Fashion maven Masaba Gupta, who has always been outspoken and voice of body positivity, raises the concern of racial discrimination in the society today. Speaking about the recent campaign of Black Lives Matter in the US and all over the world, Masaba voiced out that we need to first take care of our ‘brown lives matter’ in India and then worry about the US. She finds it bizarre that racism that is done so far away from home is creating such an uproar. Look at the kind of racism people who are dark-skinned in this country have to face. She believes that if Indians say it just as a joke, one thinks it will pass. Indian culture has ingrained the idea of being fair-skinned related to success. And one thinks that is the truth.
Masaba unabashedly says that unfortunately, the beauty, fashion and Bollywood industry are to be blamed and how many times do you hear that you have to be fair-skinned to land a certain role or an advertisement?
In a recent interview, Masaba said, “It is easier for us to speak because it is not happening in our backyard. I had a really tough time in school. Everyone used to be like, ‘oh my god! Why do you keep talking about it? It is not a big deal’. The fact of the matter is that it is a big deal. I grew up thinking I was inferior to white-skinned people. And as a child if you are conditioned like this, it becomes a part of your upbringing that you believe that probably because I look like this, I won’t get anywhere in life.”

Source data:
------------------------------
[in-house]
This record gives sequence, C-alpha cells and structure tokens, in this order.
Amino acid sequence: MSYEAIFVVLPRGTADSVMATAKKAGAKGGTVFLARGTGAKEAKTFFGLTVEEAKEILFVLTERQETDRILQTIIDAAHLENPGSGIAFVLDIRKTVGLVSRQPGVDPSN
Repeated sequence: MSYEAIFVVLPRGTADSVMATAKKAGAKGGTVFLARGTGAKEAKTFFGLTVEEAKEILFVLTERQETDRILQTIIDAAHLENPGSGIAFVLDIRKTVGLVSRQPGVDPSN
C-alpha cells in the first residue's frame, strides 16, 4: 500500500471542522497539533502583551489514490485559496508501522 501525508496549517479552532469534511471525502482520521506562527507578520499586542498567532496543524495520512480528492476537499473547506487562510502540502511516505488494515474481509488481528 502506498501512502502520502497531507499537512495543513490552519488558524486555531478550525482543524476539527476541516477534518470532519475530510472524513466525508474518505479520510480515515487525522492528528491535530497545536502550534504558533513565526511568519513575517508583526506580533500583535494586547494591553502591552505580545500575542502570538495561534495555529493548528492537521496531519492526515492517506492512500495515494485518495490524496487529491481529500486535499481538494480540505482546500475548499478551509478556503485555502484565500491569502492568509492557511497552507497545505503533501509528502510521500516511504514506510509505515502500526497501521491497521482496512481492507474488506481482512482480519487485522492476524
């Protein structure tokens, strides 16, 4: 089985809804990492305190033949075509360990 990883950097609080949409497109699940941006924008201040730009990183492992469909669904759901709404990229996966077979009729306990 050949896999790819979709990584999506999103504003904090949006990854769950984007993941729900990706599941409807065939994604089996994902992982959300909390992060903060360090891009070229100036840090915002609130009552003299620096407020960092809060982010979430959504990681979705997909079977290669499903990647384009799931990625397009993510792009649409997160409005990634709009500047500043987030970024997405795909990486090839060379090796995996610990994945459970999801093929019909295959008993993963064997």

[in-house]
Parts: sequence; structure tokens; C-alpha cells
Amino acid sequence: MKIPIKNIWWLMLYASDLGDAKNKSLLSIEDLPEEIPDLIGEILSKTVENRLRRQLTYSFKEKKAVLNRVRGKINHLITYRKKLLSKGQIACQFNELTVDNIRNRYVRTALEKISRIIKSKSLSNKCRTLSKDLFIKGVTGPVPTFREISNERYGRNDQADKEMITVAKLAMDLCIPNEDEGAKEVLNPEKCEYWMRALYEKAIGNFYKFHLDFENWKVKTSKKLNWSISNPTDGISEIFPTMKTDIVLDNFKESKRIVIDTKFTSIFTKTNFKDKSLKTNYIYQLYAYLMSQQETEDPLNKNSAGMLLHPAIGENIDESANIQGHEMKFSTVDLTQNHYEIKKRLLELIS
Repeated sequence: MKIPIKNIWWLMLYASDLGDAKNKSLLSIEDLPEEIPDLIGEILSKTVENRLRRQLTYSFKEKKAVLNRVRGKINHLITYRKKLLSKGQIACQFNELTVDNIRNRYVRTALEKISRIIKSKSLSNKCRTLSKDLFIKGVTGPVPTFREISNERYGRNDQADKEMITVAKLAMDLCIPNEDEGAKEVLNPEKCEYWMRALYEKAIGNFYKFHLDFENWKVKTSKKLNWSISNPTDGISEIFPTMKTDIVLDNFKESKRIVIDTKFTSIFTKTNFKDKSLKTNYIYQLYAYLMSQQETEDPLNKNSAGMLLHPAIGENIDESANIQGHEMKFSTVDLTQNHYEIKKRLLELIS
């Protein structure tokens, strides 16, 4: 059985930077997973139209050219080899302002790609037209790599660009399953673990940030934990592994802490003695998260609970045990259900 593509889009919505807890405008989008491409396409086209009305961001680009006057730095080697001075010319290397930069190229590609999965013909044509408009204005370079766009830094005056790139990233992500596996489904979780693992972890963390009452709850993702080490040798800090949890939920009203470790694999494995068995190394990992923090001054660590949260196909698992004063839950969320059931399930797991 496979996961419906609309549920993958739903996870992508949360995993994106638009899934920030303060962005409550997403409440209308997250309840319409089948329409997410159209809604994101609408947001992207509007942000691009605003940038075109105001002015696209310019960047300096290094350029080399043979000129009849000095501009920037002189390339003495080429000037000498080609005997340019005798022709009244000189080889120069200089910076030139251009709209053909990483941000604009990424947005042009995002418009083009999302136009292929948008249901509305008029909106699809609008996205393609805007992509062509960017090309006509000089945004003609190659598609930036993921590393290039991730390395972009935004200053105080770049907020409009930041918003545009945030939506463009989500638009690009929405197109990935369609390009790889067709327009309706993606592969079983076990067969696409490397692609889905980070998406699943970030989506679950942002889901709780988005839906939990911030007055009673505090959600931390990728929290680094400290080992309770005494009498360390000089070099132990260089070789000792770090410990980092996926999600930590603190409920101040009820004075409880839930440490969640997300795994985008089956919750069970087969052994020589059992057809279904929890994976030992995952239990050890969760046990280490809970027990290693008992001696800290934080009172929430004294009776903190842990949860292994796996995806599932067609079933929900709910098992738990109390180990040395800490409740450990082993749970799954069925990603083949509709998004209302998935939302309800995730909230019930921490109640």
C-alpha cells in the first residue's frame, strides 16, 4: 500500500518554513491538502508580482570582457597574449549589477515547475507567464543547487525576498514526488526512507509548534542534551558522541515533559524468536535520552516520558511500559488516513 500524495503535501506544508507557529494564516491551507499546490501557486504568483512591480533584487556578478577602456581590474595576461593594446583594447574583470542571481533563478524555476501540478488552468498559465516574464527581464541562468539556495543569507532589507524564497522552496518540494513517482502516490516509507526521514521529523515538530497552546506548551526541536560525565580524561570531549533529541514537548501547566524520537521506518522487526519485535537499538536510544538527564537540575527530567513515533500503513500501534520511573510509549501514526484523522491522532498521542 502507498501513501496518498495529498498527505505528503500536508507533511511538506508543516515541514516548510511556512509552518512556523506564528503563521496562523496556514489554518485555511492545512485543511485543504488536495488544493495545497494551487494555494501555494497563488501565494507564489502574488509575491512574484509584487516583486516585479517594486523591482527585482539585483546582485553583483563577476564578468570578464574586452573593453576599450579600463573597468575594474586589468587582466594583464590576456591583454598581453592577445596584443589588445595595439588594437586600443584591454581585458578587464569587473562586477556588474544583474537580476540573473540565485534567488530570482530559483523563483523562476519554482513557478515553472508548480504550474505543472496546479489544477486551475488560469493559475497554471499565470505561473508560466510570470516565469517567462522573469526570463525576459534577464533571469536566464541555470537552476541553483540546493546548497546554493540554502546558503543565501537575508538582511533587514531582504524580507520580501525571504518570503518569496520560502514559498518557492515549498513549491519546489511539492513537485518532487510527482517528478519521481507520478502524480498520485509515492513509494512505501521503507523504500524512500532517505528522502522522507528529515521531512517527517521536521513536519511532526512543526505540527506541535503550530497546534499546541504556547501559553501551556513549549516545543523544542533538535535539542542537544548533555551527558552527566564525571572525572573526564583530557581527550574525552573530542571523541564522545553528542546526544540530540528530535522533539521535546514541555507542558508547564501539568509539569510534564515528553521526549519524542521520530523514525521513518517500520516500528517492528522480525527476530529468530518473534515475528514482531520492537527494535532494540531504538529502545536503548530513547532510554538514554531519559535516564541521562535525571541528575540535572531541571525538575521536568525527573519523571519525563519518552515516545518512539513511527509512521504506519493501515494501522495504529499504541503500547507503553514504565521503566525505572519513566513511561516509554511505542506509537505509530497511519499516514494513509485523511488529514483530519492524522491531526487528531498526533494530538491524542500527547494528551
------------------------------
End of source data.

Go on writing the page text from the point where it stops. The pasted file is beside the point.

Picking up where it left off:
She further went to say that on a common person’s level, one should not let anything pass. You have to pull people up. However, she still doesn’t think that is the solution, because she believes we are a country where we think something is going to change when a Bollywood star or a cricketer comes out and says, ‘you don’t have to be fair skinned to be successful’.
We don’t have any other heroes in our country. The designer was quick enough to quip that, “I am a designer, nobody is going to give a damn about me. I am talking about actors who are veterans and if they come out and speak about it, then things might change.”